What is Interference in Hockey

What is Interference in Hockey? A Complete Guide

Understanding Interference in Hockey

“What is interference in hockey?”The game of ice hockey has always been aggressive, with players rubbing one another out in front of the net and against the boards, and it always will be. However, not every physical interaction on the rink follows the rules exactly, which is why there is an interference penalty.

What is Interference in Hockey?

“Interference in hockey” refers to a rule essential to maintaining fairness and sportsmanship on the ice. Let’s break it down: interference happens when a player uses their body or stick to make physical contact with an opponent who doesn’t have the puck. This rule is the cornerstone of maintaining integrity in the game.

The NHL’s Take on Player Interference Hockey

The NHL rule book defines interference clearly. According to Rule 56 of the NHL rule book for the 2022–23 season, a player cannot restrain or impede an opponent using any part of their body or stick if that opponent doesn’t have the puck. The idea is to prevent any unfair disruption of an opponent’s progress or movements.

Determining Puck Possession

Now, let’s figure out who’s in charge. To decide who has puck possession, the NHL relies on a straightforward principle: the player currently holding the puck or the last player to touch it (excluding the goaltender) is considered to be in possession. In simpler terms, a player can be checked legally when they have the puck or immediately after losing it.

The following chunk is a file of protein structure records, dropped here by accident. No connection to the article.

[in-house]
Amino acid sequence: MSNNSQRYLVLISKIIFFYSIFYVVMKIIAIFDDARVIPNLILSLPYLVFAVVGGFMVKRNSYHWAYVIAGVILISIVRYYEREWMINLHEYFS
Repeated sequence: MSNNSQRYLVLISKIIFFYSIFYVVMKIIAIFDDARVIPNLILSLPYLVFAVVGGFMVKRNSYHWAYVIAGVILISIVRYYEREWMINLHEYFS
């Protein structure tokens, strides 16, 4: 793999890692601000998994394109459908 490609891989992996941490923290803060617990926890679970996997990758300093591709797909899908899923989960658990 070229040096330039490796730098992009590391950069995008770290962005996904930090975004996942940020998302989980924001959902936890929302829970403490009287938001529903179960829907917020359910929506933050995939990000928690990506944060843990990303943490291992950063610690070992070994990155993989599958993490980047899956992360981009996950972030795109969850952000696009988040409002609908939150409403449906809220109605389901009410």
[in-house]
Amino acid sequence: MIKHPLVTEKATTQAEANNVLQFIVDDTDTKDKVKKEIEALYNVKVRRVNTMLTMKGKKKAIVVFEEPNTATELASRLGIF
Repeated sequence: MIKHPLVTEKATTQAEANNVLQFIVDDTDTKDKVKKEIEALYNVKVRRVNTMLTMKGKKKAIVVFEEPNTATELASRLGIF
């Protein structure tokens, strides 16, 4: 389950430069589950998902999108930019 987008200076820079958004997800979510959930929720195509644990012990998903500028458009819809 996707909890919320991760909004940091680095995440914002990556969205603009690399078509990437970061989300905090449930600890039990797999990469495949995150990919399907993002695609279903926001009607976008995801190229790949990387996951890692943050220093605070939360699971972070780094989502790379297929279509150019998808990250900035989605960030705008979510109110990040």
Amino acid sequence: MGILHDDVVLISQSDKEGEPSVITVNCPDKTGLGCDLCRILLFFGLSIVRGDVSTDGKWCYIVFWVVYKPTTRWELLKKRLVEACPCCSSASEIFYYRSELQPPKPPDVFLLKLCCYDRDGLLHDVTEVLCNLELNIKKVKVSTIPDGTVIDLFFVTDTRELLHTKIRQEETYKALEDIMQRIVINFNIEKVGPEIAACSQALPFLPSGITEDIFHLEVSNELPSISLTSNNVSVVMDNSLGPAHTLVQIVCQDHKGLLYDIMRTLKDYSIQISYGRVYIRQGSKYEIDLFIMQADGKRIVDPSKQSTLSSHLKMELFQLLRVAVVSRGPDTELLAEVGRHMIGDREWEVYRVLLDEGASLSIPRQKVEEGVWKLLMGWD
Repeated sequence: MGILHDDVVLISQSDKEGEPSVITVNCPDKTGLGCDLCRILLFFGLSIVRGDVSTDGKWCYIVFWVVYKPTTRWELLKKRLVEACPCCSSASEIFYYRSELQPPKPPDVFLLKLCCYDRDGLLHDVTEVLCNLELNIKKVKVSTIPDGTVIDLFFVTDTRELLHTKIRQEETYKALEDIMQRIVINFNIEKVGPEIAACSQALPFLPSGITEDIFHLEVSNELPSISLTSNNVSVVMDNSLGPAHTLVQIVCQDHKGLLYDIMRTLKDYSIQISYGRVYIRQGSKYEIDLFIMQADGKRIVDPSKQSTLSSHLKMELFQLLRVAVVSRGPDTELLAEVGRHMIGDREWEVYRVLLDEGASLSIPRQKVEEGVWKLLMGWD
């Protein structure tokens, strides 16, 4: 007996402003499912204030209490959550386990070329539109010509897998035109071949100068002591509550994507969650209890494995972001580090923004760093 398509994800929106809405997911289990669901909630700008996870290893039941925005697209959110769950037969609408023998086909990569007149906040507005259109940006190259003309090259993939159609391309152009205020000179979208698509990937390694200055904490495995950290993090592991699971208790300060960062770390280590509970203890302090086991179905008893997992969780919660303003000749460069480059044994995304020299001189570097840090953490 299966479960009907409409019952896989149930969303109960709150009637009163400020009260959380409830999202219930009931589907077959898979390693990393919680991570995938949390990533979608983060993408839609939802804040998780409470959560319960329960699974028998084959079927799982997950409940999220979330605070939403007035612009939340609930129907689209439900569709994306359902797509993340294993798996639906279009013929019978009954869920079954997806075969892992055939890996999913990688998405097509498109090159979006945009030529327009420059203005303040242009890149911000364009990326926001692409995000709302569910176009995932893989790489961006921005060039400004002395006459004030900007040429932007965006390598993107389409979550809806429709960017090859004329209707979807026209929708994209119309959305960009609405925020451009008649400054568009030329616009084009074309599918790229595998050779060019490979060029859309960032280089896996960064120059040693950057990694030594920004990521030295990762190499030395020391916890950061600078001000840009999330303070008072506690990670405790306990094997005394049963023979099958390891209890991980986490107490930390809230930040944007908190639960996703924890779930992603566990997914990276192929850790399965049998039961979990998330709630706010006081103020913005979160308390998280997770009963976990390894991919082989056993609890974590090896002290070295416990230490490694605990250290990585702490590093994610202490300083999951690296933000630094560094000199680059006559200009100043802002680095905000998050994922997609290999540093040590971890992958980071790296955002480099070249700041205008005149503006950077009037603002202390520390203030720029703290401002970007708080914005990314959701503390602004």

What is Interference in Hockey
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Prohibited Actions

Specific actions are strictly off-limits when it comes to interference in hockey.

  • Preventing Offside: Imagine trying to block a player to prevent them from going offside when they don’t have puck possession. That’s interference. It’s against the rules and can lead to penalties.
  • Equipment Disruption: If you knock the stick out of an opponent’s hand or prevent them from retrieving dropped equipment, that’s interference. It’s not fair play and can result in penalties.